In terms of financial remedies, the SEC obtained orders for $4.949 billion in fiscal year 2023, the second-highest amount in SEC history. This included $3.369 billion in disgorgement and prejudgment interest, as well as $1.580 billion in civil penalties. The SEC also barred 133 individuals from serving as officers and directors of public companies, the highest number in a decade. Additionally, the SEC distributed $930 million to harmed investors during the fiscal year, continuing the trend of significant distributions in recent years.

The SEC Whistleblower Program also had a remarkable year in fiscal year 2023. The SEC awarded nearly $600 million in whistleblower awards, the highest amount ever awarded in a single year. The program received over 18,000 whistleblower tips, a record number representing approximately a 50 percent increase compared to the previous year. Overall, the SEC received more than 40,000 tips, complaints, and referrals, a 13 percent increase from the previous fiscal year.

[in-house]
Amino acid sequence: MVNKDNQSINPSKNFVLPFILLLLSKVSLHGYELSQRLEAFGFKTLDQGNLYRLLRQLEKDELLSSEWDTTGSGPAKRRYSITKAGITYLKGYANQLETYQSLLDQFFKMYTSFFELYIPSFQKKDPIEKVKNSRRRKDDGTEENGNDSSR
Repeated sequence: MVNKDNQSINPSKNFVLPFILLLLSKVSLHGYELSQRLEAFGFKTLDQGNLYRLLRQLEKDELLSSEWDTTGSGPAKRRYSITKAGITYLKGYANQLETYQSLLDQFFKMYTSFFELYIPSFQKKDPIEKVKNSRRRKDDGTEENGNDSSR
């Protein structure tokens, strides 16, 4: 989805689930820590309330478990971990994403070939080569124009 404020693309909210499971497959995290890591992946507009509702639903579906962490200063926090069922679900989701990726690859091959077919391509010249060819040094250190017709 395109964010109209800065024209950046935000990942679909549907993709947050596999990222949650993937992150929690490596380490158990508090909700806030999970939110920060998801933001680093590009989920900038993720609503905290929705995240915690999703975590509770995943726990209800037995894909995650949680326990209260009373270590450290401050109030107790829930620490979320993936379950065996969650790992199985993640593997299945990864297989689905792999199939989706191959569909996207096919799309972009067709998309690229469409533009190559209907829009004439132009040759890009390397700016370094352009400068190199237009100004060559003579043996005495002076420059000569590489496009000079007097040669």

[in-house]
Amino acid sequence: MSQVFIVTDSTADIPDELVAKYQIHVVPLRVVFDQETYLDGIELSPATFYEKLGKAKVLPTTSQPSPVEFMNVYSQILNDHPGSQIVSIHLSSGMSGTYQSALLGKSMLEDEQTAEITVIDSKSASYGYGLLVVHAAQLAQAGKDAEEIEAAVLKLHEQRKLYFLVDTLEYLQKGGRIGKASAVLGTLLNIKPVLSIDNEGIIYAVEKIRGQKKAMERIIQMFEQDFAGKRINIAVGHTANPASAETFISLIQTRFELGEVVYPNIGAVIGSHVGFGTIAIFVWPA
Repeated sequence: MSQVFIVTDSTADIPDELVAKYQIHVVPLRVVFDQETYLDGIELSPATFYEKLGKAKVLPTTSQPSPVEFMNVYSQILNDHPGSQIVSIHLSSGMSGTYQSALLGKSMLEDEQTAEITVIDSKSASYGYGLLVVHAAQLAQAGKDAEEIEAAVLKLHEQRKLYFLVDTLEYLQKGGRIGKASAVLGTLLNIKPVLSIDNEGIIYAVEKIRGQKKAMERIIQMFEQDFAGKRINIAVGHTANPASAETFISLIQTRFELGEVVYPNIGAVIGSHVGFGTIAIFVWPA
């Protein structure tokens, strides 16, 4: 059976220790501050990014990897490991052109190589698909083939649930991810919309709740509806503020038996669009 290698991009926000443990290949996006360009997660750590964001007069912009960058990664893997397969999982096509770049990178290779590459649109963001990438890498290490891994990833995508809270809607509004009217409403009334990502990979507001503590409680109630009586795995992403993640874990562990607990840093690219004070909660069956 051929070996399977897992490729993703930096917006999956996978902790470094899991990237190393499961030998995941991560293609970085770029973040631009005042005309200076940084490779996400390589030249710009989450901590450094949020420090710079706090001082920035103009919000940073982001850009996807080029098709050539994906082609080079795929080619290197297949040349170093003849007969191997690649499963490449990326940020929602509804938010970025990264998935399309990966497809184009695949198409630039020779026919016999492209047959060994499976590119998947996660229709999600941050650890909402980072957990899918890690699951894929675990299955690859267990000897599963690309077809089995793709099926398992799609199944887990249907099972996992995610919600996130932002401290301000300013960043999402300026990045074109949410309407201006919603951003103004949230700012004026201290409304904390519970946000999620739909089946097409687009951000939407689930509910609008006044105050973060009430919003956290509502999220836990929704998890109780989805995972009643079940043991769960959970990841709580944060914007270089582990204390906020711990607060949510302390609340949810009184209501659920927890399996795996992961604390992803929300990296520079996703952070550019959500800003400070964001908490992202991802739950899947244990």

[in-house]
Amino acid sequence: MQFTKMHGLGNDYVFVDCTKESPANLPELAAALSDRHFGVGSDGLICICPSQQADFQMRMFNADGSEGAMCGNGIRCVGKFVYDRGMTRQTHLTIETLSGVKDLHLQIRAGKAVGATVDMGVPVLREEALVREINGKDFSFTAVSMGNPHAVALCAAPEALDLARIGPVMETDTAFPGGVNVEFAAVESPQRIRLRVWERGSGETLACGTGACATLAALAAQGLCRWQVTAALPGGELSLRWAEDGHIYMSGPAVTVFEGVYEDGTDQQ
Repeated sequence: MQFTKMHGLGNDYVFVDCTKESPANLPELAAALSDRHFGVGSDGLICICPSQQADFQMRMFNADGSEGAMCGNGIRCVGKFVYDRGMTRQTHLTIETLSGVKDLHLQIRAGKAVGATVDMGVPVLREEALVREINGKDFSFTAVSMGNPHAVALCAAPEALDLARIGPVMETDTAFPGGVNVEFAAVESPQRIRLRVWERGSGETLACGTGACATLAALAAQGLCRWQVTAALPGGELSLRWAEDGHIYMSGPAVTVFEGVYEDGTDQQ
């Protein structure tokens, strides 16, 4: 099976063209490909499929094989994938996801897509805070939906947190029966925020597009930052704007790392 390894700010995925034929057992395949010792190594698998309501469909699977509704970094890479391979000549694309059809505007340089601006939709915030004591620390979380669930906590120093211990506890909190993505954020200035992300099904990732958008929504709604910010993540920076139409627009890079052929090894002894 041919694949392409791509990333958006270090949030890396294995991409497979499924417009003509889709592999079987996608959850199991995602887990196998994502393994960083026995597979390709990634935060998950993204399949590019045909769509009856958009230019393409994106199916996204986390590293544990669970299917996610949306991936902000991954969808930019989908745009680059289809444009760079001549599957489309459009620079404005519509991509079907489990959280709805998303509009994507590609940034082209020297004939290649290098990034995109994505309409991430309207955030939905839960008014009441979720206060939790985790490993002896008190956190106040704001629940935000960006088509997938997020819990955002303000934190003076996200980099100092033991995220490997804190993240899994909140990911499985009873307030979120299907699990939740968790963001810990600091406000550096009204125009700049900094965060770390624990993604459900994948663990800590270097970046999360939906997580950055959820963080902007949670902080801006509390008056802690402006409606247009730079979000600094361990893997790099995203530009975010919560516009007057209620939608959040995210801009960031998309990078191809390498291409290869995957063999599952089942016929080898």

Topics and Focus Areas

In FY 2023, there were 784 enforcement actions, with 501 being “standalone” cases. These actions covered various companies, industries, and alleged violations. Enforcement focused on themes, successes, and priorities in summarizing the outcomes of the year, including:

Protecting Retail Investors

The Division focuses on protecting retail investors. In fiscal year 2023, the SEC took action against alleged fraudsters involved in affinity frauds and Ponzi schemes, targeting various communities such as the Tongan American community, elderly church members, Spanish-speaking communities, law enforcement and first responders, and the Orthodox Jewish community.